After a much needed vacation, we are home and getting prepared to dig in again. But things are changing around here! We are throwing out some things and trying some new ones! For the past 3 years we have taken to planting seeds and gardening at this time of year. From April to September/October we have reasonable outdoor weather here in NY and after stumbling upon this gem of a book… the BIG Handbook of Nature Study by Anna Botsford Comstock, I decided we should take advantage of it!
While on vacation I spent some of my down time researching nature study/nature journals. From field guides (so many of which you can that are free of copyrights from sights like archive.org), to journal pages, and how to pages on drawing, journaling, etc. I dug, and found lots of goodies.
The Handbook of Nature Study blog is the home of the weekly Outdoor Hour Challenge which encourages families to enjoy the nature in their own backyards through simple activities and nature journals. A global community of families link up with the Outdoor Hour Challenge community in a monthly newsletter and blog carnival.
Outdoor Hour Challenge #1
Let’s Get Started!
Nature Study Journals
1. Read pages 1-8 of the Handbook of Nature Study.
From page 1: “Nature-study cultivates the child’s imagination, since there are so many wonderful and true stories that he may read with his own eyes, which affect his imagination as much as does fairy lore; at the same time nature-study cultivates in him a perception and a regard for what is true, and the power to express it.”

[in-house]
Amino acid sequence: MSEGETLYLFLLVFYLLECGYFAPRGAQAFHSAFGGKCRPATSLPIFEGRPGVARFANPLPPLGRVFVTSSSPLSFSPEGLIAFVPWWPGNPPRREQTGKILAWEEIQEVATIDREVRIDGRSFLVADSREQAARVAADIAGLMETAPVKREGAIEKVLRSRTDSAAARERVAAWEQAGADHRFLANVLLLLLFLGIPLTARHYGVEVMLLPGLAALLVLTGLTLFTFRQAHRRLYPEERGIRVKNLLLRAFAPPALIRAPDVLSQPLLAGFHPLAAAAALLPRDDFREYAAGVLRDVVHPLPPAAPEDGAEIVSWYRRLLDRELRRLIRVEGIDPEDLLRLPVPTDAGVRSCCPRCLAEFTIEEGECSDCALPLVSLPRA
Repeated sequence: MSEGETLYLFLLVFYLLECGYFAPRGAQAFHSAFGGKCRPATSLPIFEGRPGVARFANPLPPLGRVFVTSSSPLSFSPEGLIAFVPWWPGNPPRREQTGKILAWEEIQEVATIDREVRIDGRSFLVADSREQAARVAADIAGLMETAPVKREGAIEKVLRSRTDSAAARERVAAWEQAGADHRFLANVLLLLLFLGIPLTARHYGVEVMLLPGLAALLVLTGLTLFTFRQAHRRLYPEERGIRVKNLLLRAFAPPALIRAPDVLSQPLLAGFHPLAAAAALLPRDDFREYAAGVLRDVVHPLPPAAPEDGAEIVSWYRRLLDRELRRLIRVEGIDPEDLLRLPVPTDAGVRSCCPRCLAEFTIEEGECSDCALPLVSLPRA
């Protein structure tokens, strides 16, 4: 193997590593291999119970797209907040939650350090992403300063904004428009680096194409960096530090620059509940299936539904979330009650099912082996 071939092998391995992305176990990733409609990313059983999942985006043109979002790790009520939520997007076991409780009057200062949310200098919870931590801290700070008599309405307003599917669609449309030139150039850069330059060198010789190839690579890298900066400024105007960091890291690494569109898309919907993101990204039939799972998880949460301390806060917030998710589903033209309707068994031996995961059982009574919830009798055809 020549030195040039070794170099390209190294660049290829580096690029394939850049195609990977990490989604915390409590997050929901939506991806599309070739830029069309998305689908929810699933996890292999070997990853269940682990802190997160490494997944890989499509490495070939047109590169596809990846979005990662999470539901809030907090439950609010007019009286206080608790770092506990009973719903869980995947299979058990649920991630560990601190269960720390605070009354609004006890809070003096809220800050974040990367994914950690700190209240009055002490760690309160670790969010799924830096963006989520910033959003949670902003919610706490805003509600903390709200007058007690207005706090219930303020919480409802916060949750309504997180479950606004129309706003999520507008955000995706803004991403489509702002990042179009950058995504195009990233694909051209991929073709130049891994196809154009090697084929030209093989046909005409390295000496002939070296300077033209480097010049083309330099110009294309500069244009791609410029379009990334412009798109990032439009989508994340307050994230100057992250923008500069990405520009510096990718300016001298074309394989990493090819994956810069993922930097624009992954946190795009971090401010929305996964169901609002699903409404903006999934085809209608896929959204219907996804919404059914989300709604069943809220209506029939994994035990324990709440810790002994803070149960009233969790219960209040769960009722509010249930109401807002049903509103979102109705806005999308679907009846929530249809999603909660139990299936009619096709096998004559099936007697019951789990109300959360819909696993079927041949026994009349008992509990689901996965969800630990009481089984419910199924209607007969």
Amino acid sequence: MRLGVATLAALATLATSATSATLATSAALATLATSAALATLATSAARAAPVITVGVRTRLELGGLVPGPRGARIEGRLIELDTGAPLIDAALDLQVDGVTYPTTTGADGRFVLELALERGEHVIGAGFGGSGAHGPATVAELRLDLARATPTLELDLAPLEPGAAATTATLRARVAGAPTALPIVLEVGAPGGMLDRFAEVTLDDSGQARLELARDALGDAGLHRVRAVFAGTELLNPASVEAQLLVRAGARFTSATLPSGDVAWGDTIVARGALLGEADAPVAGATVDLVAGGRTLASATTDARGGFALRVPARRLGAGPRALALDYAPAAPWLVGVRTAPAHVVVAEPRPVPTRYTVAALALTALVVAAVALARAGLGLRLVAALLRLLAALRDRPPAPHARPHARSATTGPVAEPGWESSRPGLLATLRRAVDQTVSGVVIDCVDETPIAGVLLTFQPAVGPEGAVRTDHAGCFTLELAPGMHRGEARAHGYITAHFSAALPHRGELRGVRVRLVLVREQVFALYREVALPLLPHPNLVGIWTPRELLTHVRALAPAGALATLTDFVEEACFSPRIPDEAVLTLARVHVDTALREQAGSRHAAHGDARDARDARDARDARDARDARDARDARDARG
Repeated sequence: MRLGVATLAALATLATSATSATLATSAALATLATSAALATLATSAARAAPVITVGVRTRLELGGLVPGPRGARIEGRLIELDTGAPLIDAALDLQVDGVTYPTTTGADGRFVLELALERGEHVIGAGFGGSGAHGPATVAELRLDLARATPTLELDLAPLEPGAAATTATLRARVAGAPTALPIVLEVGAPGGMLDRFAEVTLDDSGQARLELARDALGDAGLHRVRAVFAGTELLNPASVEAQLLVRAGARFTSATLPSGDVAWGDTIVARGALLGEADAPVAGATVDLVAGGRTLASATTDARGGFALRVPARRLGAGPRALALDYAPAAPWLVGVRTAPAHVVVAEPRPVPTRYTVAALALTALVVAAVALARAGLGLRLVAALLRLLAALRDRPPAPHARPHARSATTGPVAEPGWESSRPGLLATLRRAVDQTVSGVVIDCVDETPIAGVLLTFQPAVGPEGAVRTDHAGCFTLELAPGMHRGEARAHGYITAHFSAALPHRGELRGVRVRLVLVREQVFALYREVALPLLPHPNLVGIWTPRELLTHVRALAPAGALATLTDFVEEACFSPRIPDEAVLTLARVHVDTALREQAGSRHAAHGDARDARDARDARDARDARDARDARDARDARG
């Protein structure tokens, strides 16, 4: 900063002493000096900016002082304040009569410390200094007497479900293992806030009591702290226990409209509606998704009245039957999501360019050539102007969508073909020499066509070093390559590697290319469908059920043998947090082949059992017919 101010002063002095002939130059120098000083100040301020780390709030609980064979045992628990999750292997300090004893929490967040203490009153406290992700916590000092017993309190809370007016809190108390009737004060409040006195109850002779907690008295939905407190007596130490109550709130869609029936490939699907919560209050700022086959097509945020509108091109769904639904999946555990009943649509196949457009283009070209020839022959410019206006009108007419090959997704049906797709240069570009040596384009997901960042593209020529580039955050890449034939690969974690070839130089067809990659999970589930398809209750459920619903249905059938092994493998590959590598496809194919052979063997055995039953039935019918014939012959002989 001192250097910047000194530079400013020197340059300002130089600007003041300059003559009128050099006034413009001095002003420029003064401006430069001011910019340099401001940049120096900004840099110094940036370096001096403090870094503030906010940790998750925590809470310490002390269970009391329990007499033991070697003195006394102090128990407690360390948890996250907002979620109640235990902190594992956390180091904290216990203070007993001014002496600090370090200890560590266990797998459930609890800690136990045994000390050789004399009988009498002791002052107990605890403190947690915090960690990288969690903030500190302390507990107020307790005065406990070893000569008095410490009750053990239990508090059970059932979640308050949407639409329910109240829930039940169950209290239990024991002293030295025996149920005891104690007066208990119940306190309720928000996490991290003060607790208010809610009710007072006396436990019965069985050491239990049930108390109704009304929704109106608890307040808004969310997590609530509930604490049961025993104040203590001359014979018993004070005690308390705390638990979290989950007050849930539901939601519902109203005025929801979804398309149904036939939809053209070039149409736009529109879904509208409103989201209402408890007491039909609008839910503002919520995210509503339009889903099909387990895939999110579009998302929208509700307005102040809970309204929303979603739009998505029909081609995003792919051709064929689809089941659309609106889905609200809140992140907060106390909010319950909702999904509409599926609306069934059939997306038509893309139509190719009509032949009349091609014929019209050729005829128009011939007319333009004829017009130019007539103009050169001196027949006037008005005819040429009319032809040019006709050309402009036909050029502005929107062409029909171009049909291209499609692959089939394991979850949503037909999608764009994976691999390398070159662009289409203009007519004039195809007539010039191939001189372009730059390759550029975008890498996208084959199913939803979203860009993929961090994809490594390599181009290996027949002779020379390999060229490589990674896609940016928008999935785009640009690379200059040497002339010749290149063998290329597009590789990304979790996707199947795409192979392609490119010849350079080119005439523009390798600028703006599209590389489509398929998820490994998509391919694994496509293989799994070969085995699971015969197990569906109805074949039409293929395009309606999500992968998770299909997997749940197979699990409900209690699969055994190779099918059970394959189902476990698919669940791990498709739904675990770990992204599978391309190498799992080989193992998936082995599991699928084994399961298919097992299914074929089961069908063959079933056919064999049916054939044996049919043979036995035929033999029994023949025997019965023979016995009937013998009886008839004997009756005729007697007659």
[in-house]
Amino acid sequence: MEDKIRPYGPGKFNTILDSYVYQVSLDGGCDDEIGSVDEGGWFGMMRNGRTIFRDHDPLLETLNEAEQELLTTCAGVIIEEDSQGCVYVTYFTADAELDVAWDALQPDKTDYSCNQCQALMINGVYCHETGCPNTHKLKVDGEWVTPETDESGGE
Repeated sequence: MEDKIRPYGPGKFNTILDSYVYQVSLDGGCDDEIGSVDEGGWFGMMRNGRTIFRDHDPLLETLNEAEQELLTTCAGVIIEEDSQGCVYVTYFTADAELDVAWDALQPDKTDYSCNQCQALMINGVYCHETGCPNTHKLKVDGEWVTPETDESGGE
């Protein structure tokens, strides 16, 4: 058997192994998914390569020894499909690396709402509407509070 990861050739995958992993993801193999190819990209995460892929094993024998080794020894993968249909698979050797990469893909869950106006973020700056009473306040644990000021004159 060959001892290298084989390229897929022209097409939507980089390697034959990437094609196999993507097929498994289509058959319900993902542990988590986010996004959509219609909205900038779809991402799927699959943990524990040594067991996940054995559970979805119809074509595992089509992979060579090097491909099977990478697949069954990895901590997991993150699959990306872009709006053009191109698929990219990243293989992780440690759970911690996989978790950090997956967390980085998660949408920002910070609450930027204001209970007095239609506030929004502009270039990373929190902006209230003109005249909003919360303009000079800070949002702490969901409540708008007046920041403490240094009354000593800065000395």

2. “In nature-study the work begins with any plant or creature which chances to interest the pupil.” So here is your challenge this week. Spend 10-15 minutes outdoors with your children….Take a walk around your yard or down your own street. Enjoy being outdoors.
We set out into our yard with the challenge of finding 4 signs of Spring. We didn’t have to look very far to find them! We saw cherry and apple blossoms, birds making nests, butterflies flitting about, dandelions a plenty, tulips sprouting and daffodils smiling up at us.
Ava’s Collage of Photos:
3. After your discussion, come up with two things to investigate further.
This year we are looking to plant 2 flowering trees in our front yard. Many of our neighbors (including one right next to us) have trees that we would like to consider. Unfortunately we don’t know what their names are. One of our goals is to find out the names of two of the flowering trees.
The second thing we wanted to do was check out the daffodils closer. Which led us to another day of exploration.
4. After your nature study time with the children, pull out your Handbook of Nature Study and see if the item the children are interested in is listed in the index.
Daffodils were definitly in there, but we aren’t sure about the trees. We are instead going to start with a book called, The American Horticultural Society – Northeast Smart Garden Regional Guide to see if we can visually match the trees to one there. Once we have their names then we can check the Handbook again.
Here are a couple of links to help get started with Nature Journals: